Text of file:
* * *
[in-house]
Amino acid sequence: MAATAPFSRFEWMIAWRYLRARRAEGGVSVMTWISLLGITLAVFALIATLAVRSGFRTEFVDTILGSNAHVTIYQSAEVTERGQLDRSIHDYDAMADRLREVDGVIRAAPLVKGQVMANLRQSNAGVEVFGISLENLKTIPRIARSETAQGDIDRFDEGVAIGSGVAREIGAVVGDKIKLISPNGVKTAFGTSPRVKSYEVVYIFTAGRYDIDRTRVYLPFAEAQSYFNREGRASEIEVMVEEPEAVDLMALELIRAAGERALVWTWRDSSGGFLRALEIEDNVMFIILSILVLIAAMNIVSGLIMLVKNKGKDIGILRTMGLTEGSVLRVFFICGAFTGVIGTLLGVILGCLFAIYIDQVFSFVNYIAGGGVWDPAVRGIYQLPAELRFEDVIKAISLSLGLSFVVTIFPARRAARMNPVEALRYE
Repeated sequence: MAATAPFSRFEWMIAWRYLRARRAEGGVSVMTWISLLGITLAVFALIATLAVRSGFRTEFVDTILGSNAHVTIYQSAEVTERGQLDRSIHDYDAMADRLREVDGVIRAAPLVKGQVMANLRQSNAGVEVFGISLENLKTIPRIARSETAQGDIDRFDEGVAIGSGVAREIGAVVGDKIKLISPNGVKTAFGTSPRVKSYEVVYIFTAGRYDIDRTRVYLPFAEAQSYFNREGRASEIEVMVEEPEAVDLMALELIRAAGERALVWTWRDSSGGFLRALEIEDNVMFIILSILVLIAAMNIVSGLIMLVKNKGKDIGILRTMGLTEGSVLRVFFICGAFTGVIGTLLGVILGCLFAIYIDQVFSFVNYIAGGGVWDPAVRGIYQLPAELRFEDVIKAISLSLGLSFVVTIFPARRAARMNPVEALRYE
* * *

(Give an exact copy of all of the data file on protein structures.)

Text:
[in-house]
Amino acid sequence: MAATAPFSRFEWMIAWRYLRARRAEGGVSVMTWISLLGITLAVFALIATLAVRSGFRTEFVDTILGSNAHVTIYQSAEVTERGQLDRSIHDYDAMADRLREVDGVIRAAPLVKGQVMANLRQSNAGVEVFGISLENLKTIPRIARSETAQGDIDRFDEGVAIGSGVAREIGAVVGDKIKLISPNGVKTAFGTSPRVKSYEVVYIFTAGRYDIDRTRVYLPFAEAQSYFNREGRASEIEVMVEEPEAVDLMALELIRAAGERALVWTWRDSSGGFLRALEIEDNVMFIILSILVLIAAMNIVSGLIMLVKNKGKDIGILRTMGLTEGSVLRVFFICGAFTGVIGTLLGVILGCLFAIYIDQVFSFVNYIAGGGVWDPAVRGIYQLPAELRFEDVIKAISLSLGLSFVVTIFPARRAARMNPVEALRYE
Repeated sequence: MAATAPFSRFEWMIAWRYLRARRAEGGVSVMTWISLLGITLAVFALIATLAVRSGFRTEFVDTILGSNAHVTIYQSAEVTERGQLDRSIHDYDAMADRLREVDGVIRAAPLVKGQVMANLRQSNAGVEVFGISLENLKTIPRIARSETAQGDIDRFDEGVAIGSGVAREIGAVVGDKIKLISPNGVKTAFGTSPRVKSYEVVYIFTAGRYDIDRTRVYLPFAEAQSYFNREGRASEIEVMVEEPEAVDLMALELIRAAGERALVWTWRDSSGGFLRALEIEDNVMFIILSILVLIAAMNIVSGLIMLVKNKGKDIGILRTMGLTEGSVLRVFFICGAFTGVIGTLLGVILGCLFAIYIDQVFSFVNYIAGGGVWDPAVRGIYQLPAELRFEDVIKAISLSLGLSFVVTIFPARRAARMNPVEALRYE